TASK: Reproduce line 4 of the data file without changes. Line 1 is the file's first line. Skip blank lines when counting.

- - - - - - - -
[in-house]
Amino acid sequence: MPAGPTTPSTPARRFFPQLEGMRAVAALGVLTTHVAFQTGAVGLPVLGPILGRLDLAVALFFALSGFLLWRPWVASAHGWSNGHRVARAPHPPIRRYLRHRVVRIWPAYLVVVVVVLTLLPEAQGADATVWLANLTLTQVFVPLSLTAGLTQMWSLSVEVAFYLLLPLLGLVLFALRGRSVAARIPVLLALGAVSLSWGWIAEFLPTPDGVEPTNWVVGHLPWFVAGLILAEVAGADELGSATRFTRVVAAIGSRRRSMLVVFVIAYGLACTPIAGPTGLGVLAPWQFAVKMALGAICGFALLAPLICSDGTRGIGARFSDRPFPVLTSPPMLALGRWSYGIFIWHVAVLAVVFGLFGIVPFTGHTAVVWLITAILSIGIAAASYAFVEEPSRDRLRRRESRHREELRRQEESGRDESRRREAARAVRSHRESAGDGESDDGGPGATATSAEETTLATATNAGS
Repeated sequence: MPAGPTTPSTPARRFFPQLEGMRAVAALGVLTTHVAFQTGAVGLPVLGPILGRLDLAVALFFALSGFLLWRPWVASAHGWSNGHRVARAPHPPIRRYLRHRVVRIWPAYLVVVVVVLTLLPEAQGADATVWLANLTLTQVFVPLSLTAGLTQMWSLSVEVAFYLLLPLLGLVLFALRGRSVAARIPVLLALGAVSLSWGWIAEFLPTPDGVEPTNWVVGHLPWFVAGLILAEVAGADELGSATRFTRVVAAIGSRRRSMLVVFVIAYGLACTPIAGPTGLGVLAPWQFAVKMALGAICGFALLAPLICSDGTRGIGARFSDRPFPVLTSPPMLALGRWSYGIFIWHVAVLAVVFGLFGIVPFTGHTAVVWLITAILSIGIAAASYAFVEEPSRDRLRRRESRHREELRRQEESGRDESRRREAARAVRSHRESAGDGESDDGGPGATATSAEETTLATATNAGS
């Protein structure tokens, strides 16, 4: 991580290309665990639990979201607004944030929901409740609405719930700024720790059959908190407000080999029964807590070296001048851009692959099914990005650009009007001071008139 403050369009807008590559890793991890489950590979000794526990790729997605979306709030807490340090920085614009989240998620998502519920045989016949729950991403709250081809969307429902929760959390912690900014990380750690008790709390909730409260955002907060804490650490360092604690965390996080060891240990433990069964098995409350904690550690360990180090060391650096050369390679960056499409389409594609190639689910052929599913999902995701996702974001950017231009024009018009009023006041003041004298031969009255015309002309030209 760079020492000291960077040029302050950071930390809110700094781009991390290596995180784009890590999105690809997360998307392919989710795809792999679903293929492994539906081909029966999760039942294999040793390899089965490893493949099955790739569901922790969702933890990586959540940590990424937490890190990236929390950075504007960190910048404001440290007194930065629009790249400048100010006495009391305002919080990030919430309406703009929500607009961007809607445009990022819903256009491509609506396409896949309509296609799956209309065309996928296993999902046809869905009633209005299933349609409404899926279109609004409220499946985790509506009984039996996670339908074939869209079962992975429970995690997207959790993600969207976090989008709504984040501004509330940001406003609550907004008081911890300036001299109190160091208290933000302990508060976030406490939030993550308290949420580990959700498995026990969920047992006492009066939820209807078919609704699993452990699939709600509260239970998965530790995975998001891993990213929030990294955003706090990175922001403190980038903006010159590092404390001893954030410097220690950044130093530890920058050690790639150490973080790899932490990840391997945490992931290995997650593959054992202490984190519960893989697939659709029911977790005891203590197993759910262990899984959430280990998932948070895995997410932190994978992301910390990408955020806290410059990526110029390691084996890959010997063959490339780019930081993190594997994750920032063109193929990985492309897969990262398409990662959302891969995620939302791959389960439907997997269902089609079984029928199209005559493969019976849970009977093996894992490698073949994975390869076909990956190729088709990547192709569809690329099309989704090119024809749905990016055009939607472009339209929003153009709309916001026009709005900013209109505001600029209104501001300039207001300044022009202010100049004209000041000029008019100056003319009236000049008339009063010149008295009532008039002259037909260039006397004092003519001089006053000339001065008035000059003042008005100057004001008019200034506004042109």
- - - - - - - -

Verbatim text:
């Protein structure tokens, strides 16, 4: 991580290309665990639990979201607004944030929901409740609405719930700024720790059959908190407000080999029964807590070296001048851009692959099914990005650009009007001071008139 403050369009807008590559890793991890489950590979000794526990790729997605979306709030807490340090920085614009989240998620998502519920045989016949729950991403709250081809969307429902929760959390912690900014990380750690008790709390909730409260955002907060804490650490360092604690965390996080060891240990433990069964098995409350904690550690360990180090060391650096050369390679960056499409389409594609190639689910052929599913999902995701996702974001950017231009024009018009009023006041003041004298031969009255015309002309030209 760079020492000291960077040029302050950071930390809110700094781009991390290596995180784009890590999105690809997360998307392919989710795809792999679903293929492994539906081909029966999760039942294999040793390899089965490893493949099955790739569901922790969702933890990586959540940590990424937490890190990236929390950075504007960190910048404001440290007194930065629009790249400048100010006495009391305002919080990030919430309406703009929500607009961007809607445009990022819903256009491509609506396409896949309509296609799956209309065309996928296993999902046809869905009633209005299933349609409404899926279109609004409220499946985790509506009984039996996670339908074939869209079962992975429970995690997207959790993600969207976090989008709504984040501004509330940001406003609550907004008081911890300036001299109190160091208290933000302990508060976030406490939030993550308290949420580990959700498995026990969920047992006492009066939820209807078919609704699993452990699939709600509260239970998965530790995975998001891993990213929030990294955003706090990175922001403190980038903006010159590092404390001893954030410097220690950044130093530890920058050690790639150490973080790899932490990840391997945490992931290995997650593959054992202490984190519960893989697939659709029911977790005891203590197993759910262990899984959430280990998932948070895995997410932190994978992301910390990408955020806290410059990526110029390691084996890959010997063959490339780019930081993190594997994750920032063109193929990985492309897969990262398409990662959302891969995620939302791959389960439907997997269902089609079984029928199209005559493969019976849970009977093996894992490698073949994975390869076909990956190729088709990547192709569809690329099309989704090119024809749905990016055009939607472009339209929003153009709309916001026009709005900013209109505001600029209104501001300039207001300044022009202010100049004209000041000029008019100056003319009236000049008339009063010149008295009532008039002259037909260039006397004092003519001089006053000339001065008035000059003042008005100057004001008019200034506004042109």